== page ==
Diane Thompson 1, Craig Humphrey2, Julia Cole3, Ty Roach1Raquel Peixoto4
1 Biosphere 2, University of Arizona (Oracle, AZ, USA)
2 Australian Institute of Marine Science (Cape Cleveland, Australia)
3 University of Michigan (Ann Arbor, MI, USA)
4 Federal University of Rio de Janeiro (Rio de Janeiro, Brazil)

Date: Monday, July 4th
Time: 14.50 – 17.00
Room: Salon Bergen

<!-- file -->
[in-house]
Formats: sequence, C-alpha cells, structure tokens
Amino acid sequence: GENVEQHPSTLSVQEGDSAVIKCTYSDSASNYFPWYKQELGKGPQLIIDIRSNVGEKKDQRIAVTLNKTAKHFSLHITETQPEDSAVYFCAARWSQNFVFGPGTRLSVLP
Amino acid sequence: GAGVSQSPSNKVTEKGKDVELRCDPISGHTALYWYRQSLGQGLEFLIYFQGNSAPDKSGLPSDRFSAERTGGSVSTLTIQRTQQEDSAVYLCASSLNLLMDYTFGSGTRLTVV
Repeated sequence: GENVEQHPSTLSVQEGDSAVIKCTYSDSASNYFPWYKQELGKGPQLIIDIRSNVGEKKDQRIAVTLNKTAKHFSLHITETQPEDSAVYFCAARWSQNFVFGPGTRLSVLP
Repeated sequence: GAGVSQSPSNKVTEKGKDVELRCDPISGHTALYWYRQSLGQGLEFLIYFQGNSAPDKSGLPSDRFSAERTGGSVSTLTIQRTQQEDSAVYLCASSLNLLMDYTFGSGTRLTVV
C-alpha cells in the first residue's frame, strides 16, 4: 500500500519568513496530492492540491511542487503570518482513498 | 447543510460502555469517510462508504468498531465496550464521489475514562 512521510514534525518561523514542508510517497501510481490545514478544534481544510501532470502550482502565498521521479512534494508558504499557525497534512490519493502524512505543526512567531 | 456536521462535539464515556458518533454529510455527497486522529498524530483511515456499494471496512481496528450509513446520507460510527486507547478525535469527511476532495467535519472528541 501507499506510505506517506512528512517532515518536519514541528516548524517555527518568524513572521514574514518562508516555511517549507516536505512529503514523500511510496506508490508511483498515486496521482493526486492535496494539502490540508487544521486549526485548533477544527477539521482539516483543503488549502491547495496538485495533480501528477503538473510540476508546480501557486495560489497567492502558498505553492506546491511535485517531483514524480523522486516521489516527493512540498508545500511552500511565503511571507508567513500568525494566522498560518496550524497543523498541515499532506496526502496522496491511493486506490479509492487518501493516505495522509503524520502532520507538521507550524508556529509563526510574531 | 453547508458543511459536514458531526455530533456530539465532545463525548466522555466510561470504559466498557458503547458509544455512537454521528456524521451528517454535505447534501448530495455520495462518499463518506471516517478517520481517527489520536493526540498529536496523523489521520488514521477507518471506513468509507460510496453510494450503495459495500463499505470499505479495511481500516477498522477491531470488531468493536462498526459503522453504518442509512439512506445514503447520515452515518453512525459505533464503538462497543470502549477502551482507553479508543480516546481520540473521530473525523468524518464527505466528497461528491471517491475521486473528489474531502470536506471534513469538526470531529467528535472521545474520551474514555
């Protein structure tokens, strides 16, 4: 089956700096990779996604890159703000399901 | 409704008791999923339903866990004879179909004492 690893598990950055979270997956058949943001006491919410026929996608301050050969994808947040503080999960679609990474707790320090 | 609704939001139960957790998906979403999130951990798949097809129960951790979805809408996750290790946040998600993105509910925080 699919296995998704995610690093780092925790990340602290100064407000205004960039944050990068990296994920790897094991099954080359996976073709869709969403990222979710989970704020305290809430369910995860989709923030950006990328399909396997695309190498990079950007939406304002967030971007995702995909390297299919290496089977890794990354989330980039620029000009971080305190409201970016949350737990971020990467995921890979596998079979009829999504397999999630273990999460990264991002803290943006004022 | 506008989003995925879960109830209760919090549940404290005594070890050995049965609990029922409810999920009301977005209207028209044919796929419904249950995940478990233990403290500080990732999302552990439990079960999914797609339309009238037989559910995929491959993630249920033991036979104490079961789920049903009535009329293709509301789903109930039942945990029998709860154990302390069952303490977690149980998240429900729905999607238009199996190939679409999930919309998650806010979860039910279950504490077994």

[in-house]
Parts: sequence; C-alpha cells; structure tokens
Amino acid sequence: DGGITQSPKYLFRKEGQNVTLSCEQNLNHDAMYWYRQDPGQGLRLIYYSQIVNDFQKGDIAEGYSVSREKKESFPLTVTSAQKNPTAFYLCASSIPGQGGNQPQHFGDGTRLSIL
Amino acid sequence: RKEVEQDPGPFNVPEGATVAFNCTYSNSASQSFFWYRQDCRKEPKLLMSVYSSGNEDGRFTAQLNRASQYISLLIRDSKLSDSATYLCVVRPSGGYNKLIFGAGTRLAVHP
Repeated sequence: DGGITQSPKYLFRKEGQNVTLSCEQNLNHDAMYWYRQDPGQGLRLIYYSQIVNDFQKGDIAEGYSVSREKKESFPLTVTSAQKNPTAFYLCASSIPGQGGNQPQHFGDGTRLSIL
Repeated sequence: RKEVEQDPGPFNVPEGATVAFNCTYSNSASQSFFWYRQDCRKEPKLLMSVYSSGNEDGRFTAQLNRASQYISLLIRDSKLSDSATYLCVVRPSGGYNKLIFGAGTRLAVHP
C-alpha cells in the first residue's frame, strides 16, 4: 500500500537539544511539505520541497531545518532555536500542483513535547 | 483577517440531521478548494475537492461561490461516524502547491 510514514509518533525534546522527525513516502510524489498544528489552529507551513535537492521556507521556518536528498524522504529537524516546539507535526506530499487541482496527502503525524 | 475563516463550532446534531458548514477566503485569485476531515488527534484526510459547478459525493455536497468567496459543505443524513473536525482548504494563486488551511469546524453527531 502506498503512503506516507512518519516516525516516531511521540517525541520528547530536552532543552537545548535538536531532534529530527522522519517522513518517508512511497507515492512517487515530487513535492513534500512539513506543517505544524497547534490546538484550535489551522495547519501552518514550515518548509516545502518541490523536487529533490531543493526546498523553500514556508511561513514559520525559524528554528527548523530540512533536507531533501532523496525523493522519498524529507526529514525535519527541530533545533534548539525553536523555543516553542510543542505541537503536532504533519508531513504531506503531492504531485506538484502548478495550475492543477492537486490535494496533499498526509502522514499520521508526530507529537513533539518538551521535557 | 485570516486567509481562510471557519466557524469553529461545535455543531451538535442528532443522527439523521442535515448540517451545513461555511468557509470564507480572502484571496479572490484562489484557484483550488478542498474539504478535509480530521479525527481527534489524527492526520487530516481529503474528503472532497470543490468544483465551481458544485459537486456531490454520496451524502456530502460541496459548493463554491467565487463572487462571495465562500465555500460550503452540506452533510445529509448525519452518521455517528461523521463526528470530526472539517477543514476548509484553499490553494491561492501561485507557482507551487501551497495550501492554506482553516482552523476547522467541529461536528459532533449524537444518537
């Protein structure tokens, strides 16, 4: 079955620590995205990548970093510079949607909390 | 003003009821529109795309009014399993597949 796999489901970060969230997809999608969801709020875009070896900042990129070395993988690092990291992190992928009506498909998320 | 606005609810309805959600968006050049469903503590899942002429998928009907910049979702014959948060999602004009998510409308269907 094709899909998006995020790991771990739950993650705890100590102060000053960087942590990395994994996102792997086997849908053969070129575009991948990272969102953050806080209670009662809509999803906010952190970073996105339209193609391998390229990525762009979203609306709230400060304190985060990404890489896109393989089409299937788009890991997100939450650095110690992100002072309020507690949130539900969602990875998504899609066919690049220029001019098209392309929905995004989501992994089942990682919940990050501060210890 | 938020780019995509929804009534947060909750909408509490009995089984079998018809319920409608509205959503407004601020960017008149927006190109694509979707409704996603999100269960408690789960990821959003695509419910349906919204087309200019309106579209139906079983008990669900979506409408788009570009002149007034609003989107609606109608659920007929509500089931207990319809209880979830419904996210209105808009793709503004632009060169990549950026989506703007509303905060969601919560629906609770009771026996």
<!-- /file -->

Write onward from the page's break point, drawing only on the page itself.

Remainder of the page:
Decades of coral reef research have improved our understanding of the building blocks of reef resilience - the critical processes and mechanisms; however, the coral reef community now recognizes the urgent need to apply this knowledge and move from processes to solutions. Innovative initiatives have yielded major advances in techniques for reef restoration and increasing resilience through interventions such as stress hardening, probiotic treatment, phage therapy, and assisted evolution. These approaches offer great potential for (re)building resilient reefs that can better withstand warming and acidification. We identify a growing need to test these solutions in controlled environments before they are applied in the wild. Mesocosms provide a unique opportunity to bridge the gap between observational and experimental studies to test these novel (even risky) solutions at reef scales. They mimic natural reefs while offering precise control of environmental conditions and an ability to simulate future climate variability and change. Such control facilitates research on the resistance and resilience of restored genotypes to future stress, and on the persistence of engineered resistance. By capturing many intrinsic processes, mesocosms allow these solutions to be "scaled up" to test novel interactions across levels of complexity, species, functional groups, and trophic levels. Given their potential impact on reef management and restoration, such experiments must be thoughtfully designed, validated, and monitored to address potential limitations and increase the applicability of the findings to natural reefs. Despite challenges, mesocosm experiments from the Biosphere 2 (University of Arizona) and SeaSim (Australian Institute of Marine Science) have contributed to significant advances in our understanding of reef resilience under climate change. This workshop will bring together international reef scientists interested in leveraging these and similar facilities to discuss lessons learned and identify the opportunities and challenges for the next generation of mesocosm experiments to test radical reef solutions.